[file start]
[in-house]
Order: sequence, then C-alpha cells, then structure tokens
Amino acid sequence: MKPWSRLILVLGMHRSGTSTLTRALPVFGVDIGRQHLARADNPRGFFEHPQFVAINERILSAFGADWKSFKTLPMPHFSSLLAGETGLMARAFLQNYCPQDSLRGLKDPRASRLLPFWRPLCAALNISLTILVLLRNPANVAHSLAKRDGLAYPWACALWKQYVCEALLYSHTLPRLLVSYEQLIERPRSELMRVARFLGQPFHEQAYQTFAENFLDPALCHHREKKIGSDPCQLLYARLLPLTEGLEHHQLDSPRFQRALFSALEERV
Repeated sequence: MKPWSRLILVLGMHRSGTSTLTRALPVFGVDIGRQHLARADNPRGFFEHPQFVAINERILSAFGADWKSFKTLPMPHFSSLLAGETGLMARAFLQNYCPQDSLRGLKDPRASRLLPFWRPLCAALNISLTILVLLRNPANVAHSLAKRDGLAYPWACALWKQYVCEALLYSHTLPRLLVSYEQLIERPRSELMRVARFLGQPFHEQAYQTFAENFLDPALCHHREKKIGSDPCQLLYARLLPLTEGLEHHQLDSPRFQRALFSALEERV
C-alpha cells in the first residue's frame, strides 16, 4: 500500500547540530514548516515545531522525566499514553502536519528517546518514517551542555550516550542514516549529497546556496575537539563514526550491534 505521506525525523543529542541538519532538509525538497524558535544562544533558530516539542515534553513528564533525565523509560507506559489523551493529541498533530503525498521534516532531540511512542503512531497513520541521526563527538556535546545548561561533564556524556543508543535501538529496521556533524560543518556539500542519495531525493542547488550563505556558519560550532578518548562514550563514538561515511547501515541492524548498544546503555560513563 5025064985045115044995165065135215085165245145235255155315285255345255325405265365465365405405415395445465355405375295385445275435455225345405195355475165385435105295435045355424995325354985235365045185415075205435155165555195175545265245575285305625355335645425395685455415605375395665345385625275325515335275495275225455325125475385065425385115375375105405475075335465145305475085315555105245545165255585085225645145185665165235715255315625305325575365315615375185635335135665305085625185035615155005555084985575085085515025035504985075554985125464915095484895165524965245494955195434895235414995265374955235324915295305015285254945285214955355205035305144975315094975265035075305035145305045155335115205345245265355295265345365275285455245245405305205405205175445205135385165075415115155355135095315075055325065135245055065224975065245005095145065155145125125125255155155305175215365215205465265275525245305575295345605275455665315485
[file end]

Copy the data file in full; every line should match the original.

[in-house]
Order: sequence, then C-alpha cells, then structure tokens
Amino acid sequence: MKPWSRLILVLGMHRSGTSTLTRALPVFGVDIGRQHLARADNPRGFFEHPQFVAINERILSAFGADWKSFKTLPMPHFSSLLAGETGLMARAFLQNYCPQDSLRGLKDPRASRLLPFWRPLCAALNISLTILVLLRNPANVAHSLAKRDGLAYPWACALWKQYVCEALLYSHTLPRLLVSYEQLIERPRSELMRVARFLGQPFHEQAYQTFAENFLDPALCHHREKKIGSDPCQLLYARLLPLTEGLEHHQLDSPRFQRALFSALEERV
Repeated sequence: MKPWSRLILVLGMHRSGTSTLTRALPVFGVDIGRQHLARADNPRGFFEHPQFVAINERILSAFGADWKSFKTLPMPHFSSLLAGETGLMARAFLQNYCPQDSLRGLKDPRASRLLPFWRPLCAALNISLTILVLLRNPANVAHSLAKRDGLAYPWACALWKQYVCEALLYSHTLPRLLVSYEQLIERPRSELMRVARFLGQPFHEQAYQTFAENFLDPALCHHREKKIGSDPCQLLYARLLPLTEGLEHHQLDSPRFQRALFSALEERV
C-alpha cells in the first residue's frame, strides 16, 4: 500500500547540530514548516515545531522525566499514553502536519528517546518514517551542555550516550542514516549529497546556496575537539563514526550491534 505521506525525523543529542541538519532538509525538497524558535544562544533558530516539542515534553513528564533525565523509560507506559489523551493529541498533530503525498521534516532531540511512542503512531497513520541521526563527538556535546545548561561533564556524556543508543535501538529496521556533524560543518556539500542519495531525493542547488550563505556558519560550532578518548562514550563514538561515511547501515541492524548498544546503555560513563 5025064985045115044995165065135215085165245145235255155315285255345255325405265365465365405405415395445465355405375295385445275435455225345405195355475165385435105295435045355424995325354985235365045185415075205435155165555195175545265245575285305625355335645425395685455415605375395665345385625275325515335275495275225455325125475385065425385115375375105405475075335465145305475085315555105245545165255585085225645145185665165235715255315625305325575365315615375185635335135665305085625185035615155005555084985575085085515025035504985075554985125464915095484895165524965245494955195434895235414995265374955235324915295305015285254945285214955355205035305144975315094975265035075305035145305045155335115205345245265355295265345365275285455245245405305205405205175445205135385165075415115155355135095315075055325065135245055065224975065245005095145065155145125125125255155155305175215365215205465265275525245305575295345605275455665315485